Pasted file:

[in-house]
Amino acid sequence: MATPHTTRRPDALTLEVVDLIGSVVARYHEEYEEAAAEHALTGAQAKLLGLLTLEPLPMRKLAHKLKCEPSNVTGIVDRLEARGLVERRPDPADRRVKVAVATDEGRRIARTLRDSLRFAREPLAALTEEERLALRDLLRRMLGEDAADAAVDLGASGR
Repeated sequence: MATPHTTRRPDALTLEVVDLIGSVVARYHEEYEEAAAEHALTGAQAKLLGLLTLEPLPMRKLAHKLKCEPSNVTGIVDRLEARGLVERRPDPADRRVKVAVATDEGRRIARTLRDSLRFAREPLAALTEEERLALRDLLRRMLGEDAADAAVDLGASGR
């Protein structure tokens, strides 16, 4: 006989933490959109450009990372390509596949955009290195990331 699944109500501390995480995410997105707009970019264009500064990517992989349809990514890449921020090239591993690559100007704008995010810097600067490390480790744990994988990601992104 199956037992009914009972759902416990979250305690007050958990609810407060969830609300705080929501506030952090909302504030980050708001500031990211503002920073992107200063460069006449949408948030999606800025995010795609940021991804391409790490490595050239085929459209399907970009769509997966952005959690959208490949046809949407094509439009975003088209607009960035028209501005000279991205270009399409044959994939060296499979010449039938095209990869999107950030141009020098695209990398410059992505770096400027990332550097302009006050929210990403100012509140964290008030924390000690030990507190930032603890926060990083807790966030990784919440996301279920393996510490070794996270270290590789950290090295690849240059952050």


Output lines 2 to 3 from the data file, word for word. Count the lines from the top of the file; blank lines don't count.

Amino acid sequence: MATPHTTRRPDALTLEVVDLIGSVVARYHEEYEEAAAEHALTGAQAKLLGLLTLEPLPMRKLAHKLKCEPSNVTGIVDRLEARGLVERRPDPADRRVKVAVATDEGRRIARTLRDSLRFAREPLAALTEEERLALRDLLRRMLGEDAADAAVDLGASGR
Repeated sequence: MATPHTTRRPDALTLEVVDLIGSVVARYHEEYEEAAAEHALTGAQAKLLGLLTLEPLPMRKLAHKLKCEPSNVTGIVDRLEARGLVERRPDPADRRVKVAVATDEGRRIARTLRDSLRFAREPLAALTEEERLALRDLLRRMLGEDAADAAVDLGASGR